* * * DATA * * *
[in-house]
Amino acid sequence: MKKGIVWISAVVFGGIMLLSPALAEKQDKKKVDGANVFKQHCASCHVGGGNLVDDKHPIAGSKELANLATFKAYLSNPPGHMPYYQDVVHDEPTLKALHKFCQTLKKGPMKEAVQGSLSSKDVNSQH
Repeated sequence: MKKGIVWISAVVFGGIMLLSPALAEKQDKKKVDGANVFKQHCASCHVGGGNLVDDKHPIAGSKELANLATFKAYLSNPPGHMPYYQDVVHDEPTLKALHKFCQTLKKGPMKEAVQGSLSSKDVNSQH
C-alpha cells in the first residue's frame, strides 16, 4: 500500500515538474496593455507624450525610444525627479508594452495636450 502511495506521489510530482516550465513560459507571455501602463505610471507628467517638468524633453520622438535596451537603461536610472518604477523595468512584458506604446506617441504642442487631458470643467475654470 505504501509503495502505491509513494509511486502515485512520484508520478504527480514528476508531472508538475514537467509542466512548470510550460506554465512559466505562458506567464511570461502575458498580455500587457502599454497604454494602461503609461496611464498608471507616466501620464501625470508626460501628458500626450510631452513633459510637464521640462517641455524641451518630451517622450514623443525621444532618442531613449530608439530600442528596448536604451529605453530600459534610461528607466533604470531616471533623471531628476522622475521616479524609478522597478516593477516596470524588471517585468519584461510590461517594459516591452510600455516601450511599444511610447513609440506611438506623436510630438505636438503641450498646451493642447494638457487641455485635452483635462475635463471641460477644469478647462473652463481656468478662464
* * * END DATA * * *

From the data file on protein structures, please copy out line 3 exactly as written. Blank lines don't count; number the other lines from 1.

Repeated sequence: MKKGIVWISAVVFGGIMLLSPALAEKQDKKKVDGANVFKQHCASCHVGGGNLVDDKHPIAGSKELANLATFKAYLSNPPGHMPYYQDVVHDEPTLKALHKFCQTLKKGPMKEAVQGSLSSKDVNSQH